Right now I’m back home in my village in Prey Veng, not far from the border with Vietnam. It’s a good time to be with family as it’s Khmer NY. I’m also here with my new band Channthy Cha Cha – this is a bit more local style than CSP and it’s been great to show the band to my community. They love what I’m doing and see it as something very special, it makes me feel very proud too. Before they called me ‘black bird’ but now see me as a great singer and say I’m ‘Hong’ – a golden mystical bird like a ‘Garuda’. At the last concert some old people were crying, they told me they wished my parents had lived long enough to see what I have become today. This makes me feel very happy and strong but I still have much work to do and need to keep working on my professional career – not so easy as CSP self-produces and needs to make money to make recordings or tours to make money. Still, I’m very happy with what we have achieved so far, it’s still amazing and surprising to me too.

Cambodian Space Project documentary

  1. Which song or album is your favorite one? Why?

Do you mean from CSP? If so, then my favourite album is one I recorded in France a couple of years ago, it’s called Electric Blue Boogaloo and is only available on Bandcamp but will soon be re-released along with our other albums. EBB is full of songs that are very personal to me and also covers such as the track by Shocking Blue called Demon Lover – I love this song. The favorite song in the CSP set for most people is still Whisky Cambodia and this is one of the first songs I wrote. Another song that I wrote more recently is Never Fall Down – this really means a lot to me, it sums up the struggle of people coming from backgrounds like my own and reinforces the idea that you must keep going.

Never Fall Down 


Demon Lover


Electric Blue Boogaloo https://cambodianspaceproject.bandcamp.com/releases

  1. Do you have any new project? If you have, could you please share it?

I have a few new projects, lately it’s been working up a live set with my Cambodian band Channthy Cha Cha. Meanwhile The Cambodian Space Project is doing a lot of studio stuff, we’ve almost finished an album we started nearly a year ago, it’s called “Spaced-Out in Wonderland” and is a mix of old and new songs – music that will be used in a new musical we’re developing called Yesterday Once More which is about events surrounding the disappearance of Khmer singer Pov Vannary who vanished (probably murdered) in the Killing Fields in 1975. CSP is also recording a cover version album as a tribute to Iggy Pop, a track-by-track interpretation of Iggy Pop’s 1977 release Lust for Life. This is an interesting project and I’m learning a lot, I’m only just discovering Iggy’s music now, mostly because I heard he played our music on his own BBC radio show but also the guys in our band and many others in the scene love Iggy Pop also his name looks a bit like mine Channthy Kak. The project almost fell over because a cat burglar broke into Jason Shaw’s (CSP guitar) room and stole his laptop and back up hard drives with all the recordings… we offered a cash reward and the HD of recordings came back so now, let’s hope, this will get finished and show our Cambodian version of a Western rock’n’roll icon as CSP’s 5th album.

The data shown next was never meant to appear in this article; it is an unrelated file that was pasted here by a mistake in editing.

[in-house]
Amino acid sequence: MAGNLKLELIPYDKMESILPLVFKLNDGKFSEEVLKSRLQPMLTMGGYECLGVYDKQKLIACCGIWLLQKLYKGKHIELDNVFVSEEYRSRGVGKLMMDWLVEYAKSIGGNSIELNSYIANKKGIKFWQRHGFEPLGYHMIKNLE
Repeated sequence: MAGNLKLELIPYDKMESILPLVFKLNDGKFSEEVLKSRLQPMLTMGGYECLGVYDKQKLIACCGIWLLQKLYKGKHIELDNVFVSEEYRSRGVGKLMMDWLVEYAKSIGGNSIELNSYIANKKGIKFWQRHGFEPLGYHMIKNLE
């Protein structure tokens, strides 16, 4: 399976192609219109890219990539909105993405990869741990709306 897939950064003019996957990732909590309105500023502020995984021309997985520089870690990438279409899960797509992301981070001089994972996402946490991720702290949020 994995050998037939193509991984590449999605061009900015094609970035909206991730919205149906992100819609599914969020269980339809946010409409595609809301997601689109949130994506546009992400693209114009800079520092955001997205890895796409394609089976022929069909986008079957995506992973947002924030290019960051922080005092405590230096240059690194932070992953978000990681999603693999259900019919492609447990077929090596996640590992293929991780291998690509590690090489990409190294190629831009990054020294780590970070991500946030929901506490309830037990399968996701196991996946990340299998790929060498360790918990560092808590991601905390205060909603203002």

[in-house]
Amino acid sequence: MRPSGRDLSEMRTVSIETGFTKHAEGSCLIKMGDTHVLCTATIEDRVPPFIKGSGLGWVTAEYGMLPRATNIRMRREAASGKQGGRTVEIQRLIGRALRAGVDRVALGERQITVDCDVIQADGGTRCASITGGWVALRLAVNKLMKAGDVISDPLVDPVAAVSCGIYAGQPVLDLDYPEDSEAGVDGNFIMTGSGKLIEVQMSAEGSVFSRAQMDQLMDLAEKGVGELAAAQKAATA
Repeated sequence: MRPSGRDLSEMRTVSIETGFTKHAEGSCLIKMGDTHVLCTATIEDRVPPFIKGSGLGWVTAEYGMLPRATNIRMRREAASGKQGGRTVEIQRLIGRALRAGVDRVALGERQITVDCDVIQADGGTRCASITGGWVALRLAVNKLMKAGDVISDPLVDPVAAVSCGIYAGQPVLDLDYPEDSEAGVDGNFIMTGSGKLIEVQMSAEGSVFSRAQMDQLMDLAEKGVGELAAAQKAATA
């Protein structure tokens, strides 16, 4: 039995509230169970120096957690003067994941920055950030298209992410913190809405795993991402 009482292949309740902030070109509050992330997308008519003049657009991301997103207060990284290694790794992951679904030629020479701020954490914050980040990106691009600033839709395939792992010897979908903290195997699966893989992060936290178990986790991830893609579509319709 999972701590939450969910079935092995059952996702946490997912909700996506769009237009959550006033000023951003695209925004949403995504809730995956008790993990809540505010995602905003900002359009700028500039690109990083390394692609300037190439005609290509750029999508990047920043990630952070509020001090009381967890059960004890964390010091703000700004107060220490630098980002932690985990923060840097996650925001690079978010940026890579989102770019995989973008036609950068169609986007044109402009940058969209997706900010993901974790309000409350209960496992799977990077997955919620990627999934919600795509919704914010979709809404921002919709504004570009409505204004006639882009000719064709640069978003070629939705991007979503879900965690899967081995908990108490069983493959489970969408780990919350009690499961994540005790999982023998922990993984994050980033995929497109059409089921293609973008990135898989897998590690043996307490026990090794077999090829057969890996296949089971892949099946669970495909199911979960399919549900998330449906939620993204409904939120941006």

Thank you for writing and asking about my story and my band The Cambodian Space Project, I hope we’ll make a trip to China soon.

– Channthy

This interview by Cassie Ching with Kak Channthy, is the English text for a piece originally conceived by Cassie for Vice China. Read more writings by Cassie Ching at